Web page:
Painting the picture: Through three quarters, the Spurs scored more than half their 82 points in the paint and outscored the Celtics in the key, 44-16. Hence San Antonio’s eight-point lead. With 12 minutes remaining, three of their bigs (Duncan, DeJuan Blair, Tiago Splitter) already reached double figures.


JET arrives early: Terry entered the game averaging 15.0 points in 41 career games against the Spurs, and he picked up right he left off in Dallas, making 4-of-5 shots (10 points) in his first 7:30. The rest of the C’s started 3-of-9 from the floor, so Terry helped them tread water early. He scored only two points the rest of the way.

In the middle: Pierce came into Wednesday night’s contest shooting just 29 percent between 3-23 feet — this from a guy whose signature move is his step-back elbow jumper. Against the Spurs, he found that mid-range stroke, making three of his first four field goals on spinning fadeaway jump shots.

We’re going streaking: Well, at least Rondo extended his streak of double-digit assists to 35 games, moving with two games of John Stockton (37) and 11 of Magic Johnson (46). If he keeps it alive against the Spurs on Friday, The Celtics point guard could tie Stockton for the second-longest streak in NBA history on Sunday.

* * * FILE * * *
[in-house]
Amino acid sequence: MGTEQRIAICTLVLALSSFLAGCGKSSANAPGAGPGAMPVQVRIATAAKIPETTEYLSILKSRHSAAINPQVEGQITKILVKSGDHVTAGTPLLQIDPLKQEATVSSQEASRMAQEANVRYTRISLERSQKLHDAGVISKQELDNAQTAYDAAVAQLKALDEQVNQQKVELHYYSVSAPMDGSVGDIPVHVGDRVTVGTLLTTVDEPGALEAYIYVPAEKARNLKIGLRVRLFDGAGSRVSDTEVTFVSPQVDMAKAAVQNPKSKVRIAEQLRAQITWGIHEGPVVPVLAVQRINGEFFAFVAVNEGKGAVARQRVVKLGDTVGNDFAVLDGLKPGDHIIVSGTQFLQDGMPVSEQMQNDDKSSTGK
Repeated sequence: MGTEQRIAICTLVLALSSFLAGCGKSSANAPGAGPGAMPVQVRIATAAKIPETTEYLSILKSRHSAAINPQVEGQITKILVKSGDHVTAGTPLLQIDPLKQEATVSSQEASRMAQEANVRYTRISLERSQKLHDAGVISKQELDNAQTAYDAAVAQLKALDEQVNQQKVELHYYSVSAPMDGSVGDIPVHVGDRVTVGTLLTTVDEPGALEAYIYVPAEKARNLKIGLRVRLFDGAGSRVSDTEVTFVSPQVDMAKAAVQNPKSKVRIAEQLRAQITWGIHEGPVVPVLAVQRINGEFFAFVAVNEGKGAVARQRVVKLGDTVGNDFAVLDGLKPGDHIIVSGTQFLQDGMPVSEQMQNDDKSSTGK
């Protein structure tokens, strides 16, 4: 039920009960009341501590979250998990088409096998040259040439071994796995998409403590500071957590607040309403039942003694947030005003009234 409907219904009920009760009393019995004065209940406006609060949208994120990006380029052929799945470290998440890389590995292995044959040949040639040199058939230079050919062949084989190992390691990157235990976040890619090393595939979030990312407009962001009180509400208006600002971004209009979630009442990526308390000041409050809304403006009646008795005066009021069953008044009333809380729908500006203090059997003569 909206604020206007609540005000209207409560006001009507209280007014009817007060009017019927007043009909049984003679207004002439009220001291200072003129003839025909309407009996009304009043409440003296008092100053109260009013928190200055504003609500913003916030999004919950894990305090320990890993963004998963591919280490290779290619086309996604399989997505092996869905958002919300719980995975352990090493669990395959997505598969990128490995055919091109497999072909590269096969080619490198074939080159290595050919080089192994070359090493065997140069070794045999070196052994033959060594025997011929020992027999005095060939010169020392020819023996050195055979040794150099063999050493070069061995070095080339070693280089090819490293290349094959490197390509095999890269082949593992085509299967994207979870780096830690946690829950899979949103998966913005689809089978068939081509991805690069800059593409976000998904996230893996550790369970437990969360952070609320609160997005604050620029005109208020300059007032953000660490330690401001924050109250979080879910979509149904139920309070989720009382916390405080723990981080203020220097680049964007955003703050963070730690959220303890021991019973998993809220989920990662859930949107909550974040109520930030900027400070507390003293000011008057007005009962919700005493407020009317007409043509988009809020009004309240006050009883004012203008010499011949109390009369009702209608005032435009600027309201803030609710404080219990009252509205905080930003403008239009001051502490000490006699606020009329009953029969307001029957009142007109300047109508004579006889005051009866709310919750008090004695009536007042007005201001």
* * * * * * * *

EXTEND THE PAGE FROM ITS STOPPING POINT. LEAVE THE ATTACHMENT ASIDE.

Rapid reaction: Spurs 112, Celtics 100

By Chris Forsberg |

BOSTON -- Rapid reaction after the San Antonio Spurs defeated the Boston Celtics 112-100 on Wednesday night at TD Garden:

Tiago Splitter ate the Celtics up around the basket while scoring 23 points on 9-of-11 shooting off the Spurs bench. Tony Parker added a team-high 26 points, while Tim Duncan chipped in 20 points and 15 rebounds to pace San Antonio. Rajon Rondo did his best to will Boston back into the game with a 22-point, 15-assist effort, but the Spurs kept Boston at arm's length much of the night. Paul Piece scored 19 points (but didn't grab a rebound), while Brandon Bass added 16 points and 6 rebounds as Boston got little in production from its bench (only 17 points from the reserves).

The Spurs put together a little burst late in the third quarter to carry an eight-point lead into the final frame. Splitter produced a pair of layups and Manu Ginobili added a patented "how did he sneak that in?" layup of his own as the Spurs opened an 82-74 lead. Gary Neal buried a 3-pointer to open the fourth quarter and that lead ballooned to double digits. A Rondo-fueled burst with under four minutes to play pulled Boston within six, but the Spurs regrouped and let Boston get no closer.